Kuwaiti Official: Gulf Oil States Are ‘Too Valuable’ for Syrian Refugees

Officials from the oil nations of the Gulf have refused to accept Syrian refugees because, as one Kuwaiti official put it, their nations are “too valuable” to risk waves of migrants resettling there.

While most have been candid in expressing this opinion, few have been as blunt as Kuwaiti official Fahad al-Shalami—whose country, you may recall, owes its very existence to American and European military forces.

Shalami explained that the Gulf states are “too valuable to accept any refugees”:

“Our countries are only fit for workers,” Shalami continued.  “It’s too costly to relocate [refugees] here.”

Some of the oil states have large temporary-worker programs that have accepted Syrians, but they are adamantly against permitting the sort of long-term resettlement the U.S. and Europe are expected to facilitate. If the early wave of genuine war refugees had been handled better by local governments, there might not be such a huge migratory wave pushing into Europe—a wave by no means composed entirely of either war refugees or Syrians.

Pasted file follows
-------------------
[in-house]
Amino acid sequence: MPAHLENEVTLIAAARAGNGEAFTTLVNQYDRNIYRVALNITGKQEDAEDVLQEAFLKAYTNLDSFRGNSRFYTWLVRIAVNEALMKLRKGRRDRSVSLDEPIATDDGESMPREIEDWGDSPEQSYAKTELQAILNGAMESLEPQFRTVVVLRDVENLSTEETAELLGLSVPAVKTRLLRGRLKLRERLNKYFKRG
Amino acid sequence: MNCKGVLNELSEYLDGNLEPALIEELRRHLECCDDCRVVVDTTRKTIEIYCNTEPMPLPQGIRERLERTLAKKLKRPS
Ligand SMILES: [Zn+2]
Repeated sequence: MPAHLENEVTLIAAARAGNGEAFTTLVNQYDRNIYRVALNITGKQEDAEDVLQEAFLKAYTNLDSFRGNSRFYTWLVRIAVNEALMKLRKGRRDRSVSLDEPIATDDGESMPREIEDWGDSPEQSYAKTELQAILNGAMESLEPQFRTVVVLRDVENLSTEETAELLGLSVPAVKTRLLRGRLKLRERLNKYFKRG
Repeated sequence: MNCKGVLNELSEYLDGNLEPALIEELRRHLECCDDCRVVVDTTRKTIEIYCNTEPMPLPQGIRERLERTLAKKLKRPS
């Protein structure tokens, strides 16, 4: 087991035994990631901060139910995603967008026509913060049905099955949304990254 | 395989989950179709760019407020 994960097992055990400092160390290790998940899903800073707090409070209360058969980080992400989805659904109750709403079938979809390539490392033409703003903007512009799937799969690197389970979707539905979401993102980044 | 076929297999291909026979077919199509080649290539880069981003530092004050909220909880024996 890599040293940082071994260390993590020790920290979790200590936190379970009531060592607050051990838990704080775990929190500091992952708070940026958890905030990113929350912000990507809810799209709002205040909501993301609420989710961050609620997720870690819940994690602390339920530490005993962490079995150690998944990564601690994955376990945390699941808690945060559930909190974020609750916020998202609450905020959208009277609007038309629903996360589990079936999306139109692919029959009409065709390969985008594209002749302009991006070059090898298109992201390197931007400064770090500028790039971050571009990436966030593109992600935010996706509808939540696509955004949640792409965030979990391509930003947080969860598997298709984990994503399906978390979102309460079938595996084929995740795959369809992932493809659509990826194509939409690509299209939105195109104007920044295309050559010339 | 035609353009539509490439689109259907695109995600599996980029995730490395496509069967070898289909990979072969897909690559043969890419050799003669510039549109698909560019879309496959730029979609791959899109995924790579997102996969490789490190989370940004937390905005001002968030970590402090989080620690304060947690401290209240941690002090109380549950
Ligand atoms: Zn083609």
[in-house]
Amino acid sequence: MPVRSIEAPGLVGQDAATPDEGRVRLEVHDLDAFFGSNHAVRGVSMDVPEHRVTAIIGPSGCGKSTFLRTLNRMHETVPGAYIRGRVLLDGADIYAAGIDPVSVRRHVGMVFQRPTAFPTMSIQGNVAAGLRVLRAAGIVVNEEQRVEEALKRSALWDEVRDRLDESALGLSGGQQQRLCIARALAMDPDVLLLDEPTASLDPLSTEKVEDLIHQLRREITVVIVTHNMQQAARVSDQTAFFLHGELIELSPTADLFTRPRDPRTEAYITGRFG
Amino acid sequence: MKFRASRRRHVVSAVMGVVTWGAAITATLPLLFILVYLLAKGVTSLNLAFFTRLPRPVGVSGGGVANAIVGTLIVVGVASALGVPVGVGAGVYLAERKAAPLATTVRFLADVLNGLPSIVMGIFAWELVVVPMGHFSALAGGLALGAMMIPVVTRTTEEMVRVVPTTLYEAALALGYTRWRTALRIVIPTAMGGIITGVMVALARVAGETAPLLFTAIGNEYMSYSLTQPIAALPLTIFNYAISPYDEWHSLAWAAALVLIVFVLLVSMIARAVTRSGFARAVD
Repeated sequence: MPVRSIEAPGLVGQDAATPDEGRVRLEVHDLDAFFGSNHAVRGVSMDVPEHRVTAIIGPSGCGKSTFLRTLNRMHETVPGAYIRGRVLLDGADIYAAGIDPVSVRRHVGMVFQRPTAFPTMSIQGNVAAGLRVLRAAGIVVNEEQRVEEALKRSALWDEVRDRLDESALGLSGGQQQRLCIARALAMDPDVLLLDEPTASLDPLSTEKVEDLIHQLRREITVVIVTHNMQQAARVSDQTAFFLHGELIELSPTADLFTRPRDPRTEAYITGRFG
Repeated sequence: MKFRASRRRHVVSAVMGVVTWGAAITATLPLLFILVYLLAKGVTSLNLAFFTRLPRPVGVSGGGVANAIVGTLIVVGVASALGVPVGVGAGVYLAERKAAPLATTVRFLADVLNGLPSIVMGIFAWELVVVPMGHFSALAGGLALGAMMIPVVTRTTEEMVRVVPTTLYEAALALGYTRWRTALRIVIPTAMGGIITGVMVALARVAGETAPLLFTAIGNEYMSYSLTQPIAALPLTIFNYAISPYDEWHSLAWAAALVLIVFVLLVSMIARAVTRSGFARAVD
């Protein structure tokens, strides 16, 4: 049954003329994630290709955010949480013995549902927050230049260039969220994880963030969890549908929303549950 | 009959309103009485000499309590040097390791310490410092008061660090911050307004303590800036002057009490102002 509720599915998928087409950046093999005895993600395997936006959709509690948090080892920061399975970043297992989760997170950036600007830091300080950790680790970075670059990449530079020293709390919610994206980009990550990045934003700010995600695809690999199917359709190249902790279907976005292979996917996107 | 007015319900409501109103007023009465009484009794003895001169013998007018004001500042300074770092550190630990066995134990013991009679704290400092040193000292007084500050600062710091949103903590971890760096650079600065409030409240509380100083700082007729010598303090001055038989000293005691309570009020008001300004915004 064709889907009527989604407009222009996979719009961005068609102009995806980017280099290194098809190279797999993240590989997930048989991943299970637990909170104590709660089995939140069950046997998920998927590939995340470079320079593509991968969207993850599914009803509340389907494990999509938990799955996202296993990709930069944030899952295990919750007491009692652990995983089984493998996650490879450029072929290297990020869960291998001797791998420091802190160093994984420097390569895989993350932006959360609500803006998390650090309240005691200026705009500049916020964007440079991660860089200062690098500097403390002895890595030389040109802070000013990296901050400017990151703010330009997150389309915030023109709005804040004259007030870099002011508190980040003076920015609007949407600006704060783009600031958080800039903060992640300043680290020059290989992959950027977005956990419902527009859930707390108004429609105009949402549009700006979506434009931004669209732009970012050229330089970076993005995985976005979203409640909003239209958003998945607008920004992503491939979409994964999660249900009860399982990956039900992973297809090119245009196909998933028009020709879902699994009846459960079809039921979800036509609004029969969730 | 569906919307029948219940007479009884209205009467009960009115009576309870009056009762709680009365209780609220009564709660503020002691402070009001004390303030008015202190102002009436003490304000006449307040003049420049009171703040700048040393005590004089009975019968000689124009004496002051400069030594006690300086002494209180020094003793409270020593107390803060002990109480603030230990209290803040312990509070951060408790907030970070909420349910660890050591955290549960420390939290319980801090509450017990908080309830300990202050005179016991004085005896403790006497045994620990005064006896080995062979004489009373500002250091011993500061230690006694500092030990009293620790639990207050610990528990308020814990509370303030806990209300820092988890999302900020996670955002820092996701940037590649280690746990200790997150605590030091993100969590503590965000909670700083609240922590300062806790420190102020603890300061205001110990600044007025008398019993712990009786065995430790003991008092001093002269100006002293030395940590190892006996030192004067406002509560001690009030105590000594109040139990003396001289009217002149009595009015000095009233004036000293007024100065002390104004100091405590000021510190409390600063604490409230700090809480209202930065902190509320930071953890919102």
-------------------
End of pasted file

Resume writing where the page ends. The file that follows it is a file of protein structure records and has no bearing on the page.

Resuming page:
He had some ideas for where the refugees could go instead of his fashionable emirate. “Kuwait is too expensive for them anyway, as opposed to Lebanon and Turkey, which are cheap. They are better suited for Syrian refugees,” Shalami explained.

The Turks will no doubt be delighted to hear their country dismissed as “cheap,” especially since they are already running large camps for the refugees Shalami thinks Kuwait is too ritzy to accept.

Shalami also expressed some doubts about the ability of his country to assimilate the refugees. “In the end, it’s not right for us to accept a people that are different from us,” he said. “We don’t want people to suffer from internal stress and trauma in our country!”

Clearly it makes more sense to ship the refugees over land and sea (where a horrifying number of them have drowned) to Europe, which is much more like Syria than Kuwait. Did anyone notice any signs of “internal stress and trauma” when 15,000 migrants rolled into Munich last weekend?

It should be noted there is some confusion about precisely what “official” position Shalami holds in Kuwait; he has, in previous appearances, been identified as a security consultant. The video and translation appear to be genuine.

What he says here is not much different than pronouncements from official sources, and the dearth of Syrian refugees in the Gulf states speaks for itself; Shalami is just using more outrageously blunt language than prior official statements. This clip has been circulating for a couple of weeks without any apparent debunking or distancing from the Kuwaiti government. At this point, merely denouncing Shalami as a blowhard with no official stature would be far less convincing than proving his assessment incorrect.


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